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Old 08-18-2009, 05:44 PM   #1
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Beginner's tips

Here are three different types of tips & hints for beginners that I wish I had when I started:

1. I purchased a Wilton offset icing spreader knife from the wedding cake section of Wal-Mart (about $4.00) and use it exclusively to spread such items as mayonnaise, mustard, and peanut butter. Rather than use an ordinary table knife, which can be difficult, particularly when nearing the bottom of the jar, and messy, the icing spreader has a longer blade and handle and a broadly rounded tip, making scraping out the final bit a lot easier. And the offset blade makes spreading a snap. I find that I use it daily.

2. To turn an ordinary pork chop into something different; When turned onto the final side of frying or baking, sprinkle a tablespoon of Parmesan or other shredded firm and salty cheese onto each chop. It adds a whole new dimension to pork!

3. The secret to making superior pie crusts or making batters of all kinds, from pancake to tempura, is to use non-chlorinated ice cold water.

4. Have fun!

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Old 08-18-2009, 05:55 PM   #2
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and keep your fingers back and tucked under when cutting.
Like the idea of the pork chop btw.
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Old 08-18-2009, 07:09 PM   #3
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I purchased a Wilton offset icing spreader knife from the wedding cake section of Wal-Mart (about $4.00) and use it exclusively to spread such items as mayonnaise, mustard, and peanut butter. Rather than use an ordinary table knife, which can be difficult, particularly when nearing the bottom of the jar, and messy, the icing spreader has a longer blade and handle and a broadly rounded tip, making scraping out the final bit a lot easier. And the offset blade makes spreading a snap. I find that I use it daily.
Aside from icing things, I also use my offset spreader for all the things you mention. One thing, though, that I use it for all the time? As a "helper" when turning delicate items in a saute. The offset spatula is perfect for using on the top of the food to keep it with the main spatula. Less splatter, more control, room for both hands.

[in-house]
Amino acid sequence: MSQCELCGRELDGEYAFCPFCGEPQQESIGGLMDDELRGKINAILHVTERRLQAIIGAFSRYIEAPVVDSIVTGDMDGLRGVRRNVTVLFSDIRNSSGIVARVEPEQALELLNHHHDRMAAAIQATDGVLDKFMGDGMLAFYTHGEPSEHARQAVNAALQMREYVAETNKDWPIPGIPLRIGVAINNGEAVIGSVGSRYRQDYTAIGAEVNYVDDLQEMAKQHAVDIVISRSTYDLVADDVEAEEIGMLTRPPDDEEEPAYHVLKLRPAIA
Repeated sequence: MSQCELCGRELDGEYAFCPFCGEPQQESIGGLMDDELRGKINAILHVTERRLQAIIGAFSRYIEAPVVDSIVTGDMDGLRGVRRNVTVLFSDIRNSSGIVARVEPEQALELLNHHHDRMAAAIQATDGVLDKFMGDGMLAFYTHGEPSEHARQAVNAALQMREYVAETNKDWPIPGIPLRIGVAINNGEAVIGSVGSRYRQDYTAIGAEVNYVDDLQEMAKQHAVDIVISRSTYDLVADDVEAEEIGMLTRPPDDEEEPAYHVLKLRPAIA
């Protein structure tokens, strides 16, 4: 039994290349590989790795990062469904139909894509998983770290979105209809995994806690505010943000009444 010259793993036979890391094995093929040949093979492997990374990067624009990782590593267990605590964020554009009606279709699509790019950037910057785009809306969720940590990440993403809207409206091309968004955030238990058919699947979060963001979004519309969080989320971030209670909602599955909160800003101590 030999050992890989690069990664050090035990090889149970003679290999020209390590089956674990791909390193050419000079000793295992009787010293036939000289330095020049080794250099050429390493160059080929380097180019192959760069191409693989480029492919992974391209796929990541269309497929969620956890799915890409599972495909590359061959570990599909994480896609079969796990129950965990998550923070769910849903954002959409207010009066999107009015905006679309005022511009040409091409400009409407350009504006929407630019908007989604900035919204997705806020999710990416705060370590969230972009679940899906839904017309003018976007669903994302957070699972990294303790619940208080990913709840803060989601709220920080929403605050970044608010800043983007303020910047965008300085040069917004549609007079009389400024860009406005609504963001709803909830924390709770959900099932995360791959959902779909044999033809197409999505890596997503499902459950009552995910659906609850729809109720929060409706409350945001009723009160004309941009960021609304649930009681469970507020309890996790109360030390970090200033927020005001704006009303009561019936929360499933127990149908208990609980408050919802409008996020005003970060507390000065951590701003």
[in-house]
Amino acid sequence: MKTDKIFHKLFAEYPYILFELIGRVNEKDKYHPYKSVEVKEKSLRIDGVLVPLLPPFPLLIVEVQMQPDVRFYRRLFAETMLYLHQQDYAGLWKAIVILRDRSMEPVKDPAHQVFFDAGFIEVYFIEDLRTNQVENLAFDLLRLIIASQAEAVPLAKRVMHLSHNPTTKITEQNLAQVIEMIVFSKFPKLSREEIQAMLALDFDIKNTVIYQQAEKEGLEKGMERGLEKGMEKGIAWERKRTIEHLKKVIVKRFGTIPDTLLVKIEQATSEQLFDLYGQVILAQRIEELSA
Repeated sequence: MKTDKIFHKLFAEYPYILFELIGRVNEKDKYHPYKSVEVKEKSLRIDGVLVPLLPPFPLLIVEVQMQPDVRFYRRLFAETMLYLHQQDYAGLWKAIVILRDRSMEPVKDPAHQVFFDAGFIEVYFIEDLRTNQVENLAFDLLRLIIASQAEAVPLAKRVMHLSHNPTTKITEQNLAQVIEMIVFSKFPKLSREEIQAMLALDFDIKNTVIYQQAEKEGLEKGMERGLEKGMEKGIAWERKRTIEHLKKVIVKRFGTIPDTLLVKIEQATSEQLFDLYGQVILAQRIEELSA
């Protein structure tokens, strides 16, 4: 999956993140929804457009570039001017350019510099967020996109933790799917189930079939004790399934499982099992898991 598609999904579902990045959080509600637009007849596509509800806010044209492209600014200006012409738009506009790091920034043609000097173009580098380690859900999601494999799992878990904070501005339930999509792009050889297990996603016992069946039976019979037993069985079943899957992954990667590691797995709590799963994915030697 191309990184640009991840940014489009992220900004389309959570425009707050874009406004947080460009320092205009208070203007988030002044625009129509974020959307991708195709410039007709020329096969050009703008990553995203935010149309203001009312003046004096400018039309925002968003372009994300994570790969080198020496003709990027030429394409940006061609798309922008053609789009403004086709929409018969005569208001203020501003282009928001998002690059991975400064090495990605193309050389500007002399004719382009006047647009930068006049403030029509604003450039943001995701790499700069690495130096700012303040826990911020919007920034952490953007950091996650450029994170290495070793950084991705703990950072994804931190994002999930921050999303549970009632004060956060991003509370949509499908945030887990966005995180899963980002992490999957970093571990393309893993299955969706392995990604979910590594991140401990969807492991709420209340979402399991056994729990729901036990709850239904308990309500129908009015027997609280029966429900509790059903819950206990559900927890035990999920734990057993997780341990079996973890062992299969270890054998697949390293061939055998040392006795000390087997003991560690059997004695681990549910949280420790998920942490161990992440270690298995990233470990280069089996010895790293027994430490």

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Old 08-18-2009, 08:22 PM   #4
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Originally Posted by bullseye View Post
... The offset spatula is perfect for using on the top of the food to keep it with the main spatula. Less splatter, more control, room for both hands.

I use a finger or two on the top side of the item. It's not hot yet.
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Old 08-18-2009, 08:39 PM   #5
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I use a finger or two on the top side of the item. It's not hot yet.
Think 10" piece of whitefish.
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Old 08-18-2009, 08:49 PM   #6
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Think 10" piece of whitefish.
And I can see using that technique whenever I fry and flip over slippery cornmeal mush in a pan of sizzling grease... the further away my hand is, the better!
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Old 08-18-2009, 09:40 PM   #7
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And I can see using that technique whenever I fry and flip over slippery cornmeal mush in a pan of sizzling grease... the further away my hand is, the better!
There you go!
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